Presidents Thomas Jefferson and James Madison opposed the official proclamation of a National Day of Prayer because they found it to be a violation of the “non-establishment clause” (AKA “the separation of Church and State”). I believe they were correct; and the same principle applies to Congressional opening prayers.

However, if prayer is permitted at all, then all religions must be allowed equal representation in leading those prayers (while no one who finds them ‘offensive’ should be expected or required to attend those prayers).

This is the one point on which I believe Senator Nuxoll is worthy of censure. She maintains that the US and Idaho constitutions “are based on Christianity”, and that therefore Christian prayers should be allowed (perhaps even required) – but only Christian prayers.

I don’t know anything about the Idaho constitution; I can only assume she is wrong about it being “based on Christianity”. However I know for a fact that the US constitution is not “based on Christianity”; and I find it repugnant that someone so abysmally ignorant of the US constitution and history should be able to be elected to serve in Congress (whether State or Federal).

In 1797, just 10 years after the US Constitution was ratified, the US entered into a peace treaty with the Muslim people of Tripoli of Barbary. In stating why this treaty was acceptable to the US, the treaty stated …the government of the United States of America is not in any sense founded on the Christian Religion. I am fully convinced that the President and Congress who unanimously ratified that treaty (including that statement of the treaty), being just 10 years away from the ratification of the US constitution, knew much better what served as the foundation of US government than do the ‘Christian’ falsifiers who are more than 200 years after the event.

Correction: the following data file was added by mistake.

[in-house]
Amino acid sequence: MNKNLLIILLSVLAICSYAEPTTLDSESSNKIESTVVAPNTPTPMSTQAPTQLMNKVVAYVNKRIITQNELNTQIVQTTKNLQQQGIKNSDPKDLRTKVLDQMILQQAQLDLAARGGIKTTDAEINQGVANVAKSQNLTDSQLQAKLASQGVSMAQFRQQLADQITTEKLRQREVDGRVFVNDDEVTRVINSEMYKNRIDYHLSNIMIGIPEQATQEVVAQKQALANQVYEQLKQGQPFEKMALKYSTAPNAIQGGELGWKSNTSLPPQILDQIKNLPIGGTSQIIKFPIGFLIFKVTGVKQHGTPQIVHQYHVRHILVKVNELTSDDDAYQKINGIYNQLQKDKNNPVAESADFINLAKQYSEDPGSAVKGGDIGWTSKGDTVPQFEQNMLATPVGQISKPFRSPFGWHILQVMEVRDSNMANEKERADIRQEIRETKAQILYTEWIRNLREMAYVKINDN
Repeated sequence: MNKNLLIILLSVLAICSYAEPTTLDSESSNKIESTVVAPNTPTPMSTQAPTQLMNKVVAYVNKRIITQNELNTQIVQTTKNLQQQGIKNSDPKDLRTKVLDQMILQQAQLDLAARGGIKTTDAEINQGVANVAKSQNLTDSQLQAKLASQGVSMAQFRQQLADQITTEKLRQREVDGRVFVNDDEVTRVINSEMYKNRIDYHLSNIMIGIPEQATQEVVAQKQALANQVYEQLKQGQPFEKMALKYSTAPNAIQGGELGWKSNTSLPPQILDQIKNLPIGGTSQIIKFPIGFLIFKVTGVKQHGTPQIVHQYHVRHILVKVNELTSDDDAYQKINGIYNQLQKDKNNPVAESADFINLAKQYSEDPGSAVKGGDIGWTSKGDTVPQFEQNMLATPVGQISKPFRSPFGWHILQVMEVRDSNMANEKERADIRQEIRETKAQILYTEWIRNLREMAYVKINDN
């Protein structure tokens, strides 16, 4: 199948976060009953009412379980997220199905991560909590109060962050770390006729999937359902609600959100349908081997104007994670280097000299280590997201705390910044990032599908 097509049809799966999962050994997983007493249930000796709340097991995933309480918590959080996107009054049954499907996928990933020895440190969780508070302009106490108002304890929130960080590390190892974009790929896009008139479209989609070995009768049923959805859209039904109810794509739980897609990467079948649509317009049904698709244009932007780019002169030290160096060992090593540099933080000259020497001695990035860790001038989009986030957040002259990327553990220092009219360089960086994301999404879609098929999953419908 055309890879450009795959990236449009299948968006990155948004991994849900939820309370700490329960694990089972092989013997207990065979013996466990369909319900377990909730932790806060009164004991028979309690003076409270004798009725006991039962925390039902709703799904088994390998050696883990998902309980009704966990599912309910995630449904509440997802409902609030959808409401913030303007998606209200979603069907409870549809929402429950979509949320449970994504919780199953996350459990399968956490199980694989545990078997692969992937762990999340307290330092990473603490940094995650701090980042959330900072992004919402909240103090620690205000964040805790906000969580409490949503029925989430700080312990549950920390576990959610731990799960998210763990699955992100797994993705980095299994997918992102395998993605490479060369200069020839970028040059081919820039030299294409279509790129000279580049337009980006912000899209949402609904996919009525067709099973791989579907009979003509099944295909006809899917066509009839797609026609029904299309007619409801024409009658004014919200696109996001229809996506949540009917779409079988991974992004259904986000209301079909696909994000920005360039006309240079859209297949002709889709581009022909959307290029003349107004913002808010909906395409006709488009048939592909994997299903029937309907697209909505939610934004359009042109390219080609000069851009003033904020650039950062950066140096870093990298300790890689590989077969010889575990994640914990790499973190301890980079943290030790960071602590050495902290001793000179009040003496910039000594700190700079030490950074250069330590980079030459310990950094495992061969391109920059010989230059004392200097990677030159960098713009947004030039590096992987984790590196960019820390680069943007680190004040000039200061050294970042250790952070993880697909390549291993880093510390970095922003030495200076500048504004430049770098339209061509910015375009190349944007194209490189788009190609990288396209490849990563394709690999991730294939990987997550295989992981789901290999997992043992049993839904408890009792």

Because the ‘founding fathers’ did not see Christianity as the foundation of our constitutional government, the Declaration of Independence said that government is founded on “the laws of nature and of nature’s God” rather than “the Bible and the Bible’s God”; the “no religious test” clause was placed in the Constitution; and the First Amendment of the Bill of Rights provided that Congress may not establish religion (which Thomas Jefferson noted meant that it provided for a “separation between Church and State”). Other than those two clauses in the constitution, that venerable document does not mention God, religion, or Christianity at all.

I question Senator Nuxoll’s qualifications to serve in Idaho’s Congress because of her gross ignorance of basic constitutional principles; but not because of her religious beliefs no matter how narrow-minded, bigoted, and ridiculous. She has the absolute right to hold to those beliefs, and speak about them publicly. She does not have the right, though, to impose her beliefs (no matter how correct they may be) on others who disagree with her. To say what she believes is one thing; to seek to require others to submit to her ideas is another.